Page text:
Cyanide Fishing

Given that some fisheries are formally managed using science and given that Reef Check is a science-based conservation organization, over ten years ago we accepted an invitation from conservation partners to try to work out a better management system for marine aquarium fisheries. We worked on this problem until 2008, and had some successes and some failures.

On the success side we were able to develop a suite of survey methods, a fisheries model and strategies to properly manage marine aquarium fisheries. These were tested in several countries and worked well. We also found that we could engage aquarium fishermen in setting up Marine Protected Areas to help build up their fish stocks and this improved stocks of both aquarium and food fish. Our partners had success in training fishermen to catch fish using nets and without cyanide.

Now, many environmentalists believe that the marine aquarium trade should be shut down because these are beautiful wild-caught animals much like an Amazon parrot or a Burmese python. I understand this point of view, but most marine aquarium fish species are extremely abundant, so if we ban the marine aquarium trade, to be fair, should we ban all fishing?

Assuming that the trade will continue for the near future, what are the major issues that need to be addressed now to make it “sustainable” in the sense that we are not jeopardizing healthy populations of any species?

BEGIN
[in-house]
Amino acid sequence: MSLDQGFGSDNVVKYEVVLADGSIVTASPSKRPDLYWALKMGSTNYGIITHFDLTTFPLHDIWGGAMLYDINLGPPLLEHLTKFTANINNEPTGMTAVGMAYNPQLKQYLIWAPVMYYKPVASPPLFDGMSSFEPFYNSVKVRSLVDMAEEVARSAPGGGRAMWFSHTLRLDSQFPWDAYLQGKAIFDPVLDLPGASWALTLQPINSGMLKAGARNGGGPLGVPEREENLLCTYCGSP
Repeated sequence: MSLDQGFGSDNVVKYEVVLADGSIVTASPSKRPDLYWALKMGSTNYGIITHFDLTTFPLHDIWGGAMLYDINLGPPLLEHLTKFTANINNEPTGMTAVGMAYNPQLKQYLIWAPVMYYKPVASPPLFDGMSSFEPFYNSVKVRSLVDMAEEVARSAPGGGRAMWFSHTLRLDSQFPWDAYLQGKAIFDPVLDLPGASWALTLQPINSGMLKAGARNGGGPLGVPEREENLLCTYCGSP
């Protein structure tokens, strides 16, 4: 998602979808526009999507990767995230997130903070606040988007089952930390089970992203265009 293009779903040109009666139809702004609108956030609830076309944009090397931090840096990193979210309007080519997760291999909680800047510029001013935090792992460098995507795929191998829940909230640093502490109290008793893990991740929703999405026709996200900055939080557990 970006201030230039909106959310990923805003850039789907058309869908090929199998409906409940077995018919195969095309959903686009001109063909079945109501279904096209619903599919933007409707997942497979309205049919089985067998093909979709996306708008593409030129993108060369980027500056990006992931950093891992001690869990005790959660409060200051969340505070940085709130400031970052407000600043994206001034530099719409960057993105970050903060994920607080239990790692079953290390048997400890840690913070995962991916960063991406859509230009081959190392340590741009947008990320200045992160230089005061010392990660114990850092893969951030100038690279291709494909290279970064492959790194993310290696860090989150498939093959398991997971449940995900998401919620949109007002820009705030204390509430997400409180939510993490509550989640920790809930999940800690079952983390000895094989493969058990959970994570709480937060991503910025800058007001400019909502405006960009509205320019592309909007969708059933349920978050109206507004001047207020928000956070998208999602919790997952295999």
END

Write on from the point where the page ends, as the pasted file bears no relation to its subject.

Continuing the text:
1. Reduce wild catch: Figure out how to breed more marine aquarium fish through aquaculture. Only a few have been solved.
  2. Reduce cyanide use: Crack down on cyanide use by providing resources to the enforcement agencies specifically for this purpose. Provide net-catch training for 1000s of fishermen by using training of trainers.
  3. Enforce the Lacy Act: It is illegal to import anything obtained illegally in violation of the exporting country. Cyanide fishing is illegal in these countries. On March 9, 2016 a consortium of marine conservation groups filed a legal petition to force the US government to enforce the Lacy Act.
  4. Improve fisheries management: Use the MACTRAQ methods developed by Reef Check to better track and manage marine aquarium fisheries in exporting countries.
  5. Reduce transport mortality: Regulate the transport of wild caught fish to maximize survival.
  6. Reduce post-purchase mortality: Retailers should use well-known rankings of difficulty to control the purchase of each fish species by requiring the labeling of fish, and limiting purchases to buyers who have been trained and certified to keep each level of marine fish.

As a scientist, I'd like to believe that we can use science to successfully guide management of marine aquarium fisheries. As a former Peace Corps Volunteer with the Bureau of Fisheries and Aquatic Resources in Cebu, Philippines — a center of cyanide fishing, I am familiar with enforcement issues and I know how poor the coastal fishermen are. I know that if they can't make money from aquarium fishing they will put even more effort into fishing for food, further damaging the reefs. And at the same time, I wonder how many kids have been poisoned inadvertently by fishermen mixing cyanide solution in their homes? If the trade is going to continue, we all need to do a better job of solving the problems noted above.